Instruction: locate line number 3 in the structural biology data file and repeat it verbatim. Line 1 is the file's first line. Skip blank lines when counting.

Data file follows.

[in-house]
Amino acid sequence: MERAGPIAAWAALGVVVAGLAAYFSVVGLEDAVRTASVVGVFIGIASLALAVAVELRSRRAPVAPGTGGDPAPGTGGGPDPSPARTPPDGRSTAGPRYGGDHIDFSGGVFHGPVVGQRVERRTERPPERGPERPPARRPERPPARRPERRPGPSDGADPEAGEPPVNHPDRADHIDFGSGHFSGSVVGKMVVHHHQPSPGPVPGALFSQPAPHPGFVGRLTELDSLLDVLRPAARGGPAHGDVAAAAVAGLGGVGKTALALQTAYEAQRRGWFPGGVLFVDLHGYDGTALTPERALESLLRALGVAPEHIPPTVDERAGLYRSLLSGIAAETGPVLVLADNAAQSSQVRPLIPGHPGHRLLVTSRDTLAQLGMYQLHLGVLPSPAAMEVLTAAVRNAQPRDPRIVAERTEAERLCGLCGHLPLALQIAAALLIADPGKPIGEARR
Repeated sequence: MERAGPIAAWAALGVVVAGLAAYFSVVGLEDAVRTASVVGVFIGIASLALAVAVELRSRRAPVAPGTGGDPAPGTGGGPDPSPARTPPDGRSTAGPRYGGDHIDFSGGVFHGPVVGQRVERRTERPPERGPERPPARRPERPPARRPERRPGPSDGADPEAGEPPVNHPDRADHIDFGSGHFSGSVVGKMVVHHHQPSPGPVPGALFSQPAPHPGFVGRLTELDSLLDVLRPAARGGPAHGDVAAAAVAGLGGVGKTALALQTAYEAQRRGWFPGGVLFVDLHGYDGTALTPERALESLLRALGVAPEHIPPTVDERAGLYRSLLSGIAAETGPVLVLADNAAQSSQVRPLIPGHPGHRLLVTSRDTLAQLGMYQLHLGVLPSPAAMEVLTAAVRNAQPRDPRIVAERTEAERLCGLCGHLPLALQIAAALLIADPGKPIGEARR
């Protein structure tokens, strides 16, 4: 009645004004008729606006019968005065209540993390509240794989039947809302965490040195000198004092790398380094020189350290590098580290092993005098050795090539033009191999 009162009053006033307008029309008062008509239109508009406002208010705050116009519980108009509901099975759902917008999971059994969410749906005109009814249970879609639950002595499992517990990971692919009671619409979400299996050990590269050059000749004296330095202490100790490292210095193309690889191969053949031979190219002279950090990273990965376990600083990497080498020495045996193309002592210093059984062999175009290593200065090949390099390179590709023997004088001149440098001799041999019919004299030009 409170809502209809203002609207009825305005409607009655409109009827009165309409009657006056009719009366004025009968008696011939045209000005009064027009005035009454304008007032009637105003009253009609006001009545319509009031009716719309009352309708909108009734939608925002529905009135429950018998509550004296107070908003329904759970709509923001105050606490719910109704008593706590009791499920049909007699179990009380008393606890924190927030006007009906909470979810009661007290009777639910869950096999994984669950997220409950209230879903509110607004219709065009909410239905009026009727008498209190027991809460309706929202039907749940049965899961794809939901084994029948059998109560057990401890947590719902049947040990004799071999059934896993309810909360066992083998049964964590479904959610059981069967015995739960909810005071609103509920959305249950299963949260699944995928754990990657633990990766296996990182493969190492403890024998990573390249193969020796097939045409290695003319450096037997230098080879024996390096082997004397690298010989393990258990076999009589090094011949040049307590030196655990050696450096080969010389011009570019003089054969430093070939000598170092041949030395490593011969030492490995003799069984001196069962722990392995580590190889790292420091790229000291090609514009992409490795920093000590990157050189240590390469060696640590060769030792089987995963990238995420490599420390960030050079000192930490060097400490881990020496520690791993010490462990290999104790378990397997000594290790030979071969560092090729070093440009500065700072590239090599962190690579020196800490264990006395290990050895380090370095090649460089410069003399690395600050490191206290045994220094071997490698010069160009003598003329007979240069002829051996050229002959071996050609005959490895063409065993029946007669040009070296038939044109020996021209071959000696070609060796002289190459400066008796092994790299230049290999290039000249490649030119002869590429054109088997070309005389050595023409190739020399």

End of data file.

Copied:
Repeated sequence: MERAGPIAAWAALGVVVAGLAAYFSVVGLEDAVRTASVVGVFIGIASLALAVAVELRSRRAPVAPGTGGDPAPGTGGGPDPSPARTPPDGRSTAGPRYGGDHIDFSGGVFHGPVVGQRVERRTERPPERGPERPPARRPERPPARRPERRPGPSDGADPEAGEPPVNHPDRADHIDFGSGHFSGSVVGKMVVHHHQPSPGPVPGALFSQPAPHPGFVGRLTELDSLLDVLRPAARGGPAHGDVAAAAVAGLGGVGKTALALQTAYEAQRRGWFPGGVLFVDLHGYDGTALTPERALESLLRALGVAPEHIPPTVDERAGLYRSLLSGIAAETGPVLVLADNAAQSSQVRPLIPGHPGHRLLVTSRDTLAQLGMYQLHLGVLPSPAAMEVLTAAVRNAQPRDPRIVAERTEAERLCGLCGHLPLALQIAAALLIADPGKPIGEARR